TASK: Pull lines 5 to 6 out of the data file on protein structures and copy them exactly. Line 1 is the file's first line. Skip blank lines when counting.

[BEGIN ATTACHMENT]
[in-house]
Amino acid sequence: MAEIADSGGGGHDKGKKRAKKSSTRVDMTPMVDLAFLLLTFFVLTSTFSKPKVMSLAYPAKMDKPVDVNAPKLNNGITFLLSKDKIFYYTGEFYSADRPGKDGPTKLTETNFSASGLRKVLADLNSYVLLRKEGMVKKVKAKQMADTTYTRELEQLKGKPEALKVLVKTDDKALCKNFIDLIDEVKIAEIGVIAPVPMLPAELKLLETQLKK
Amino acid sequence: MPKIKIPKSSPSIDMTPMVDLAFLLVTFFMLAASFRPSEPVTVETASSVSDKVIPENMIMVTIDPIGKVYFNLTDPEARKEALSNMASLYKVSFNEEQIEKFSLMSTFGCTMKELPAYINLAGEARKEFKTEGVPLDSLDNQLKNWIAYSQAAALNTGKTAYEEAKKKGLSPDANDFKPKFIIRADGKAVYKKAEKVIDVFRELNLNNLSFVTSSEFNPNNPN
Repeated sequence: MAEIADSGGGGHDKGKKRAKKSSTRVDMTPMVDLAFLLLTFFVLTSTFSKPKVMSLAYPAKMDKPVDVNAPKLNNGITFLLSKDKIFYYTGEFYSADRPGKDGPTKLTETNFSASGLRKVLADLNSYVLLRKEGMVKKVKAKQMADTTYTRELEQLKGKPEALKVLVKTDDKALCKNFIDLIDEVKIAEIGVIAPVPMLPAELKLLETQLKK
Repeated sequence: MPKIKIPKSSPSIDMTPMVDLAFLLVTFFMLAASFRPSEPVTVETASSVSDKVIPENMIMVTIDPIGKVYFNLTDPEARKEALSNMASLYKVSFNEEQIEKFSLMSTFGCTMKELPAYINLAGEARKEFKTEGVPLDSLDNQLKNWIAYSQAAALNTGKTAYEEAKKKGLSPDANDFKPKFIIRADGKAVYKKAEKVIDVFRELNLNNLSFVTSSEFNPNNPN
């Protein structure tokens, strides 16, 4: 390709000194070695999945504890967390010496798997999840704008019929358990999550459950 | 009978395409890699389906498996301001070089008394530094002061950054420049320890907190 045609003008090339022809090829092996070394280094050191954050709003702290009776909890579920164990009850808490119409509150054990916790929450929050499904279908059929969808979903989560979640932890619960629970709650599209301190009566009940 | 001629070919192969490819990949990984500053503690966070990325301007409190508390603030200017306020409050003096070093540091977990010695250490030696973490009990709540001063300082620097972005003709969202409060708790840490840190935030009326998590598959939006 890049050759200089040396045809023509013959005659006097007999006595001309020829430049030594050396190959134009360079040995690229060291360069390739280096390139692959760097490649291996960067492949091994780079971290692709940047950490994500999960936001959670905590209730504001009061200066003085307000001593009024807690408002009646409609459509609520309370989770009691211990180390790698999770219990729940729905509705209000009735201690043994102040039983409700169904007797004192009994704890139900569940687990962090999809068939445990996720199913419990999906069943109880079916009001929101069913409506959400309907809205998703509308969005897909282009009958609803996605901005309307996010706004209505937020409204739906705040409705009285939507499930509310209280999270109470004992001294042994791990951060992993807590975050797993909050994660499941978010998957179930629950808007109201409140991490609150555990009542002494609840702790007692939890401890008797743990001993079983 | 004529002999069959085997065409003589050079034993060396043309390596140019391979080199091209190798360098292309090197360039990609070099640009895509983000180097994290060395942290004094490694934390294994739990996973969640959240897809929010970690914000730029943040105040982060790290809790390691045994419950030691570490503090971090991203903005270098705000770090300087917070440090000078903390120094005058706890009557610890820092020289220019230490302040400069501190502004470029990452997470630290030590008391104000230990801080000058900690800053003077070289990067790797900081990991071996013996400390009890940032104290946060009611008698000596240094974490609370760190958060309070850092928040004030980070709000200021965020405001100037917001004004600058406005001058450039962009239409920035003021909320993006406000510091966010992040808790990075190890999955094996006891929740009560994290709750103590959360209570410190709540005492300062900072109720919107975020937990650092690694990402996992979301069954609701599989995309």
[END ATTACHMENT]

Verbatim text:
Repeated sequence: MPKIKIPKSSPSIDMTPMVDLAFLLVTFFMLAASFRPSEPVTVETASSVSDKVIPENMIMVTIDPIGKVYFNLTDPEARKEALSNMASLYKVSFNEEQIEKFSLMSTFGCTMKELPAYINLAGEARKEFKTEGVPLDSLDNQLKNWIAYSQAAALNTGKTAYEEAKKKGLSPDANDFKPKFIIRADGKAVYKKAEKVIDVFRELNLNNLSFVTSSEFNPNNPN
């Protein structure tokens, strides 16, 4: 390709000194070695999945504890967390010496798997999840704008019929358990999550459950 | 009978395409890699389906498996301001070089008394530094002061950054420049320890907190 045609003008090339022809090829092996070394280094050191954050709003702290009776909890579920164990009850808490119409509150054990916790929450929050499904279908059929969808979903989560979640932890619960629970709650599209301190009566009940 | 001629070919192969490819990949990984500053503690966070990325301007409190508390603030200017306020409050003096070093540091977990010695250490030696973490009990709540001063300082620097972005003709969202409060708790840490840190935030009326998590598959939006 890049050759200089040396045809023509013959005659006097007999006595001309020829430049030594050396190959134009360079040995690229060291360069390739280096390139692959760097490649291996960067492949091994780079971290692709940047950490994500999960936001959670905590209730504001009061200066003085307000001593009024807690408002009646409609459509609520309370989770009691211990180390790698999770219990729940729905509705209000009735201690043994102040039983409700169904007797004192009994704890139900569940687990962090999809068939445990996720199913419990999906069943109880079916009001929101069913409506959400309907809205998703509308969005897909282009009958609803996605901005309307996010706004209505937020409204739906705040409705009285939507499930509310209280999270109470004992001294042994791990951060992993807590975050797993909050994660499941978010998957179930629950808007109201409140991490609150555990009542002494609840702790007692939890401890008797743990001993079983 | 004529002999069959085997065409003589050079034993060396043309390596140019391979080199091209190798360098292309090197360039990609070099640009895509983000180097994290060395942290004094490694934390294994739990996973969640959240897809929010970690914000730029943040105040982060790290809790390691045994419950030691570490503090971090991203903005270098705000770090300087917070440090000078903390120094005058706890009557610890820092020289220019230490302040400069501190502004470029990452997470630290030590008391104000230990801080000058900690800053003077070289990067790797900081990991071996013996400390009890940032104290946060009611008698000596240094974490609370760190958060309070850092928040004030980070709000200021965020405001100037917001004004600058406005001058450039962009239409920035003021909320993006406000510091966010992040808790990075190890999955094996006891929740009560994290709750103590959360209570410190709540005492300062900072109720919107975020937990650092690694990402996992979301069954609701599989995309």